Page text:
My guess — but it’s no better than anyone else’s — is that he decided that the priorities of Silicon Valley are just not compatible with those of the mathematical community, as he sees it.

This means something very specific to me, and it may mean something to mathematicians reading this post, but to the hypothetical New Scientist reader it means exactly that Scholze refused the prize because he refused the prize, a vacuous observation embellished with the enigmatic expressions “mathematical community” and priorities.”  As we already know, this sentence never made it into the pages of The New Scientist; but, much to my surprise, it was translated into Spanish, at least twice, and at least once into German.  In each case my sentence was promoted to the status of a “speculation,” although the journalists had absolutely no reason to treat me as an authority on the matter, and besides which, as, I already explained, in the context of a newspaper article my sentence was totally devoid of content.  (Though one could always hope that a particularly attentive reader will find it surprising that not only is these such a thing as a “mathematical community” – though the word “community” disappeared from the German version — but that it even has “priorities”.   The reader may be sufficiently intrigued to wish to learn more about this, in which case:  good luck!)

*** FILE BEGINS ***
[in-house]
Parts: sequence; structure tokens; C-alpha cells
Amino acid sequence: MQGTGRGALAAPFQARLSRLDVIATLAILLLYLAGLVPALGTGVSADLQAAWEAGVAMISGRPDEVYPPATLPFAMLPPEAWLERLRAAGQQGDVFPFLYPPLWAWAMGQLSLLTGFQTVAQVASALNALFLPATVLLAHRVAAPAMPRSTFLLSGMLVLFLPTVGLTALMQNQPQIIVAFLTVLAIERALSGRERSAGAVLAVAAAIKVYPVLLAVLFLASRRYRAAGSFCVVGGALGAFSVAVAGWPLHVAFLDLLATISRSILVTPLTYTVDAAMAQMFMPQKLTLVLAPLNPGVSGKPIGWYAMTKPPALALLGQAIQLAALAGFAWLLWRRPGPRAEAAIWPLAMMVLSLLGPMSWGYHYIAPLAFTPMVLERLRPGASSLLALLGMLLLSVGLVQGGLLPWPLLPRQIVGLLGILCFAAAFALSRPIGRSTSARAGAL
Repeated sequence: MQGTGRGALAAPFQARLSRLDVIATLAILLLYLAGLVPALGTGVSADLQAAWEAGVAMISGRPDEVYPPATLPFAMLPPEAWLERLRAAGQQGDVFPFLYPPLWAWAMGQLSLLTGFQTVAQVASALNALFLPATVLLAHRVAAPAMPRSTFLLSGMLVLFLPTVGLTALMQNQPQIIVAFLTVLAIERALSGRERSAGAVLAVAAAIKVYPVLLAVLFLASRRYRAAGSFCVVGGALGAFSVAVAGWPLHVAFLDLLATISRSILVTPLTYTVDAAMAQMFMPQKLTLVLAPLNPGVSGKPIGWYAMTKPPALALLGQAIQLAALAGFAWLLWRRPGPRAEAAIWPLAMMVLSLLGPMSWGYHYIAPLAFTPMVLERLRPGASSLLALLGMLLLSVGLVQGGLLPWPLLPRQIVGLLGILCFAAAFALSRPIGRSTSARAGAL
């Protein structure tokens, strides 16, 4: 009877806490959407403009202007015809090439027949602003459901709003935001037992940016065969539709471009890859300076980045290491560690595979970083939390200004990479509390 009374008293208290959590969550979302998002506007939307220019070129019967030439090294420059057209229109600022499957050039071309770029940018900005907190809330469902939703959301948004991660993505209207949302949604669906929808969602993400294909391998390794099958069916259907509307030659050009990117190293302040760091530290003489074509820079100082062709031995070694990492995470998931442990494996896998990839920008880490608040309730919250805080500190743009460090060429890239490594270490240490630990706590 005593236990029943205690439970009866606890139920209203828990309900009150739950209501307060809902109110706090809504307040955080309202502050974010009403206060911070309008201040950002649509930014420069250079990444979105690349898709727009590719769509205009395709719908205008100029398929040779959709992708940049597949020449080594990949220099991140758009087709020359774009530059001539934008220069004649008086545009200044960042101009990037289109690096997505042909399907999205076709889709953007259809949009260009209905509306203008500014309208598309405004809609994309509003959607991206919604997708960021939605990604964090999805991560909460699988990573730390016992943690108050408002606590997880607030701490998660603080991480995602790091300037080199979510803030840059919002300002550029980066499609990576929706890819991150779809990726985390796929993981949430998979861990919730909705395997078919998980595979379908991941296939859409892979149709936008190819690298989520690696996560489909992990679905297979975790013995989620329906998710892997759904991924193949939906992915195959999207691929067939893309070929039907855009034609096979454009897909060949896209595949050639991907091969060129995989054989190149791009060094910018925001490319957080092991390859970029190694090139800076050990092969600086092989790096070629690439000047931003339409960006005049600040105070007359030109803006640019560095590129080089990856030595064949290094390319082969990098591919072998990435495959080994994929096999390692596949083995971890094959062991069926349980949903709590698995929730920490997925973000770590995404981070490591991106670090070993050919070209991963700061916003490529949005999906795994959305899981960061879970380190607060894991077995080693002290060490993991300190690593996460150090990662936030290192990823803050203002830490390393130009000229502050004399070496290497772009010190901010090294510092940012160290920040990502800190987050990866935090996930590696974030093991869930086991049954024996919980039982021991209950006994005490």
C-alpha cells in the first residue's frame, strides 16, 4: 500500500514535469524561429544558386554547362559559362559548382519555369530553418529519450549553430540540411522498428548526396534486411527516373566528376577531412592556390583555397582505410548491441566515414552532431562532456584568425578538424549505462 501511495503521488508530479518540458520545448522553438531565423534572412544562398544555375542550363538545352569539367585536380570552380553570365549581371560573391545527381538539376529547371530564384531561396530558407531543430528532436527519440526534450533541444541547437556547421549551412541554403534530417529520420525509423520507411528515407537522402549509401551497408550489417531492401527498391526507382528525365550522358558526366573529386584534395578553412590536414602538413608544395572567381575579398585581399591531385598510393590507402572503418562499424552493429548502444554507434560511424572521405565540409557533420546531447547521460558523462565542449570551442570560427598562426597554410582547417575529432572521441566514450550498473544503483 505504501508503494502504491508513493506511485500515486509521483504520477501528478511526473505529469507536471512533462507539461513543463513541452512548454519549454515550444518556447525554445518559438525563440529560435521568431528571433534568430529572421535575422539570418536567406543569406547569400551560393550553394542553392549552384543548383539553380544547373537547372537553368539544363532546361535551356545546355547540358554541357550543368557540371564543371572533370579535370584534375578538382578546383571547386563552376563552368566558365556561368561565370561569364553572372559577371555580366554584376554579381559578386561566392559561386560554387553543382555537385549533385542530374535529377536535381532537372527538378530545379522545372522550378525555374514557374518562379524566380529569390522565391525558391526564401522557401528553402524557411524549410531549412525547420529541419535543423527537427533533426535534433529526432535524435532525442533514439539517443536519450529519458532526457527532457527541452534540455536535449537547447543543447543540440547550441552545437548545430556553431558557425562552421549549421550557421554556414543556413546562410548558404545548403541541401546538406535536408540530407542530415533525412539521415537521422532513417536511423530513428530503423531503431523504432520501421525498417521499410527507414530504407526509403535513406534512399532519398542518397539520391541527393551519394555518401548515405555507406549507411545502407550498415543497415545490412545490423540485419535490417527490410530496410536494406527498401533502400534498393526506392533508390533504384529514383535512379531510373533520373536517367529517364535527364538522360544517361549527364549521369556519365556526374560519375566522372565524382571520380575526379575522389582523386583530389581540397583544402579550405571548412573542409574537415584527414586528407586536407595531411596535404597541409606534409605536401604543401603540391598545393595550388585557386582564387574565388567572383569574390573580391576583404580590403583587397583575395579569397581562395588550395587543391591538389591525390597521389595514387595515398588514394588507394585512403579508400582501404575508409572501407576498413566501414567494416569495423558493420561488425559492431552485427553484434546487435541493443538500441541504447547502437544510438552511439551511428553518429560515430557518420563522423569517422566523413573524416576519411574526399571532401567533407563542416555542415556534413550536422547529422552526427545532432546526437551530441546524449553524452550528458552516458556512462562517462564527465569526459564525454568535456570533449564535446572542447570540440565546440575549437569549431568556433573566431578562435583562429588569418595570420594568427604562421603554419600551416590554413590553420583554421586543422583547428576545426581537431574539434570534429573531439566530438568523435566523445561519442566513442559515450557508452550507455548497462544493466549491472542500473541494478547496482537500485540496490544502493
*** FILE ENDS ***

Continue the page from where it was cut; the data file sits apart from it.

Apparently Scholze’s refusal of the $100,000 prize cried out so desperately for explanation that the journalists grabbed at the only straw they found.  If they had been a little more patient, though they could have waited until August 6, when Scholze’s own answer to the question appeared in his interview with Helena Borges in O Globo:

O que posso dizer é que aquele era um prêmio e que este é outro. E é tudo que vou comentar sobre.

Rough translation, which curious readers are invited to ponder:  “What I can say is that that [the New Horizons Prize] was one prize, and that this [the Fields Medal] is a different one.  And that’s the only comment I’m going to make about that.”